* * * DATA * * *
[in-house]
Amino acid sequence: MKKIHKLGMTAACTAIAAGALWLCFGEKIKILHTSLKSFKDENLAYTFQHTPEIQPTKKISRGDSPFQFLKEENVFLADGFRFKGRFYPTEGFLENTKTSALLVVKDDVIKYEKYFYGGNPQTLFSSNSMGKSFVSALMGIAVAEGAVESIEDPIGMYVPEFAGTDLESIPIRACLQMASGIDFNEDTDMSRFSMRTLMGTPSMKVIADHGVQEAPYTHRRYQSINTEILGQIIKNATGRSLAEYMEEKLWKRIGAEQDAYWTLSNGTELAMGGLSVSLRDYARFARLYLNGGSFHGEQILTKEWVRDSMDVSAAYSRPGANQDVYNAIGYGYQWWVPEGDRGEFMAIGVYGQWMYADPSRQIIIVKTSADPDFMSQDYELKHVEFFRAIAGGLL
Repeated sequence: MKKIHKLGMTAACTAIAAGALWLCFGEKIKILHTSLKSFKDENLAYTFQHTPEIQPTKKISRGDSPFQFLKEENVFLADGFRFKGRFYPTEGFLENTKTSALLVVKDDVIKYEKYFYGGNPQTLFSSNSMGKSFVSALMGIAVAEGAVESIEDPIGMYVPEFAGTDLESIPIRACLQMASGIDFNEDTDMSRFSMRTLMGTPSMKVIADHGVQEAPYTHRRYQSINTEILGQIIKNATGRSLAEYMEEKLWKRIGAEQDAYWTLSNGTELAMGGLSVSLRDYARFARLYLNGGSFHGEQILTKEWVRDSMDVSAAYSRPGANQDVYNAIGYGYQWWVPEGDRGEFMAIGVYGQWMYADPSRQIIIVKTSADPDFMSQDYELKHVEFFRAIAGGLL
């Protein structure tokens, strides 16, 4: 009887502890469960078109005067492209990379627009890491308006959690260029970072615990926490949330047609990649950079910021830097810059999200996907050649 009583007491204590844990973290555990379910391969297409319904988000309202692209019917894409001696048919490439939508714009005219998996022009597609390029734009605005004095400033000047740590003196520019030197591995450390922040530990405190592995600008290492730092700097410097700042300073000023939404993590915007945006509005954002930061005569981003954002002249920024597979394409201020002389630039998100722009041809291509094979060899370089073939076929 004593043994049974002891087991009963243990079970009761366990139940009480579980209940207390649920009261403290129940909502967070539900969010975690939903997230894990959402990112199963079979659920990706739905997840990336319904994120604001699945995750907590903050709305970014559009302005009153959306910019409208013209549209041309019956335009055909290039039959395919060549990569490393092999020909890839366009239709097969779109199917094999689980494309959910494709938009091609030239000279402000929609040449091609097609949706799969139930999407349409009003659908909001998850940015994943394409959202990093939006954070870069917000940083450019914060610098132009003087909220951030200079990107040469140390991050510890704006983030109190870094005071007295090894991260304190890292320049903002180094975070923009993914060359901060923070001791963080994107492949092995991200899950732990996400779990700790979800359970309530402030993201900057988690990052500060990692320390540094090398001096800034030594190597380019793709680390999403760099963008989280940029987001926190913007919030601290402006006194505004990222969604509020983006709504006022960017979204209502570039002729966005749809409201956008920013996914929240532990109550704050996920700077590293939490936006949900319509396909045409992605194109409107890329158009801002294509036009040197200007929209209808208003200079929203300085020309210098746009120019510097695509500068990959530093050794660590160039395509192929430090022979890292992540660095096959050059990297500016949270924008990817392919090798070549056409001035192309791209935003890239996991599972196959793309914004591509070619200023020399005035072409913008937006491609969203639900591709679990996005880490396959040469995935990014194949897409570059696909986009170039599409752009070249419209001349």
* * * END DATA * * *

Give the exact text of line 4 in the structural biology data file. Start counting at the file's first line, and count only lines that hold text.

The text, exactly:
């Protein structure tokens, strides 16, 4: 009887502890469960078109005067492209990379627009890491308006959690260029970072615990926490949330047609990649950079910021830097810059999200996907050649 009583007491204590844990973290555990379910391969297409319904988000309202692209019917894409001696048919490439939508714009005219998996022009597609390029734009605005004095400033000047740590003196520019030197591995450390922040530990405190592995600008290492730092700097410097700042300073000023939404993590915007945006509005954002930061005569981003954002002249920024597979394409201020002389630039998100722009041809291509094979060899370089073939076929 004593043994049974002891087991009963243990079970009761366990139940009480579980209940207390649920009261403290129940909502967070539900969010975690939903997230894990959402990112199963079979659920990706739905997840990336319904994120604001699945995750907590903050709305970014559009302005009153959306910019409208013209549209041309019956335009055909290039039959395919060549990569490393092999020909890839366009239709097969779109199917094999689980494309959910494709938009091609030239000279402000929609040449091609097609949706799969139930999407349409009003659908909001998850940015994943394409959202990093939006954070870069917000940083450019914060610098132009003087909220951030200079990107040469140390991050510890704006983030109190870094005071007295090894991260304190890292320049903002180094975070923009993914060359901060923070001791963080994107492949092995991200899950732990996400779990700790979800359970309530402030993201900057988690990052500060990692320390540094090398001096800034030594190597380019793709680390999403760099963008989280940029987001926190913007919030601290402006006194505004990222969604509020983006709504006022960017979204209502570039002729966005749809409201956008920013996914929240532990109550704050996920700077590293939490936006949900319509396909045409992605194109409107890329158009801002294509036009040197200007929209209808208003200079929203300085020309210098746009120019510097695509500068990959530093050794660590160039395509192929430090022979890292992540660095096959050059990297500016949270924008990817392919090798070549056409001035192309791209935003890239996991599972196959793309914004591509070619200023020399005035072409913008937006491609969203639900591709679990996005880490396959040469995935990014194949897409570059696909986009170039599409752009070249419209001349």